–Stephany Lapierre, CEO & Founder,tealbook
8) Do a better job of listening. Ask your employees and your colleagues what they want, what they need to be supported and what you can do to make every individual feel like they belong.
–Jodi Kovitz, CEO, #movethedial
9) Don’t use the excuse that there aren’t enough talented women or members of diverse backgrounds to recruit. Find pathways and opportunities to increase diversity because the talent pool is available.
-Yung Wu, CEO, MaRS Discovery District
10) Every senior person should sponsor a junior woman. Find someone who has high potential and sponsor her to think about how she can move her career forward within the organization.
–Lisa Melchior, President & CEO, VERTU Capital
11) Ask and understand who is at the table and then ask yourself who is missing and why. Once you gather data from employees and hear people’s experiences, believe their stories. You should see the information you collect as a starting point from which to take action.
-Jeanette Stock, Co-Founder, Venture Out
Which of these actions will you commit to? Tweet your response to @CVCACanada and include the hashtag #PressForProgress.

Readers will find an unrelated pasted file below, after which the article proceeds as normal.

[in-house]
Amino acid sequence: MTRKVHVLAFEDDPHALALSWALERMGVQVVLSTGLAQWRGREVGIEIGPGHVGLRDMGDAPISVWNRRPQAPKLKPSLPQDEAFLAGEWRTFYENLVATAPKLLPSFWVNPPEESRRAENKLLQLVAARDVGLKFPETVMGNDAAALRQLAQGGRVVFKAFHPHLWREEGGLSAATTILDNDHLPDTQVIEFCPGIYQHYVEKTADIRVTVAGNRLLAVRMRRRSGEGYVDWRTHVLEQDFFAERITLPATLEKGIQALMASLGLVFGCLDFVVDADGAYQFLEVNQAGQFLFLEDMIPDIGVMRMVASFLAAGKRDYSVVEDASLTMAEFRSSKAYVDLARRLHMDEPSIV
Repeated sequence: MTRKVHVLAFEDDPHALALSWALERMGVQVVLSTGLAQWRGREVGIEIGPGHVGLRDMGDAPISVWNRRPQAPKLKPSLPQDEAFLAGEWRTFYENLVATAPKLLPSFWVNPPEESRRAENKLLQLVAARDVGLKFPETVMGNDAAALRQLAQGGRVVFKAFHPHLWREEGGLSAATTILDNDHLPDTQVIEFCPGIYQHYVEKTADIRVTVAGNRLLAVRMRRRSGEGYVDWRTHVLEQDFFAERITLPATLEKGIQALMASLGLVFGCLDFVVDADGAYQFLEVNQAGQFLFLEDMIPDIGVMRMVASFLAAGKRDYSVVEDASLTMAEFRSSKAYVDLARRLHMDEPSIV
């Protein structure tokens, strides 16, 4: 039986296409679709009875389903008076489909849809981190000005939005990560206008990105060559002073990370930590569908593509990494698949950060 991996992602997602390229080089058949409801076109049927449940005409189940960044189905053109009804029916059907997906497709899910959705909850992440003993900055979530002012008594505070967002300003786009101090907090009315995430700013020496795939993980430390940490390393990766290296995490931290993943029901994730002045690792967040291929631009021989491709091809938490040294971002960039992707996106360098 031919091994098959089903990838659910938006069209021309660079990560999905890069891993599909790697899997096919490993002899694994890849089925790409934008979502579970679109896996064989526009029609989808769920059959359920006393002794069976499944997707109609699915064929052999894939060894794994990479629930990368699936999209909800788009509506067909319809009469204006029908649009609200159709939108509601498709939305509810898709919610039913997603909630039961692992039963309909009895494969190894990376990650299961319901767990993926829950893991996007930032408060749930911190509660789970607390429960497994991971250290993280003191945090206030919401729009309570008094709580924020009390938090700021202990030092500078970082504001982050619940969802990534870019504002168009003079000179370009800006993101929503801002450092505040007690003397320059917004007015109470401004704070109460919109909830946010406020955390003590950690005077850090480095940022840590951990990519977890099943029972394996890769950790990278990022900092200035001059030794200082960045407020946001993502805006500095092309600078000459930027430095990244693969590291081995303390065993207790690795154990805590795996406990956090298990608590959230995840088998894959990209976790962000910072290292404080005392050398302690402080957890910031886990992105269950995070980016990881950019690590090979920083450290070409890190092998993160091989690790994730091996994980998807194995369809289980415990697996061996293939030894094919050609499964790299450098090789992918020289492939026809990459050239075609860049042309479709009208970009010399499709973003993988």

Let’s work together to close the gap.
The CVCA has organized and is actively involved with various industry events around IWD2018:
– In various cities in Canada around IWD2018, business school participants enjoyed insights through an intimate, informal Q&A with female industry ambassadors, who spoke openly about the challenges and opportunities they’ve experience throughout their careers.
– At select AMA sessions, a second, larger roundtable discussion included participants from theYoung Professionals Committee(YPC), a subcommittee of the CVCA. YPC participation is aimed at fostering the continuation of a diverse and sustainable Canadian private capital industry.
– Coinciding with IWD2018, the Canadian Women In Private Equity (CWPE)& CVCA hosted “PE Deal Trends Power Series” which gathered private capital colleagues to analyze current private equity market trends in both Canada and the US.
– CVCA will be participating in “Enhancing Women’s Access To Capital” event taking place at the Embassy Of Canada in Washington, DC. on Mar. 20.
– The CVCA, along with The Canada-United States Council for Advancement of Women Entrepreneurs and Business Leaders, MaRS Discovery District, #movethedial, Plan International Canada and presenting sponsors BDC Capital & CIBC are marking IWD2018 as the Canadian business and technology community host “The 1st Annual IWD Advancing Girls & Women Celebration” on Mar. 8. Read the press release here.
– The CVCA, at its 2018 annual conference, Invest Canada ’18, will embark on a half day of diversity & inclusion programming. Included on the half day on Jun. 7, four legendary Canadian medal winning Olympians will discuss the topic of diversity and inclusion in international sport and competition. The half day will conclude with a robust private capital industry panel on the issue.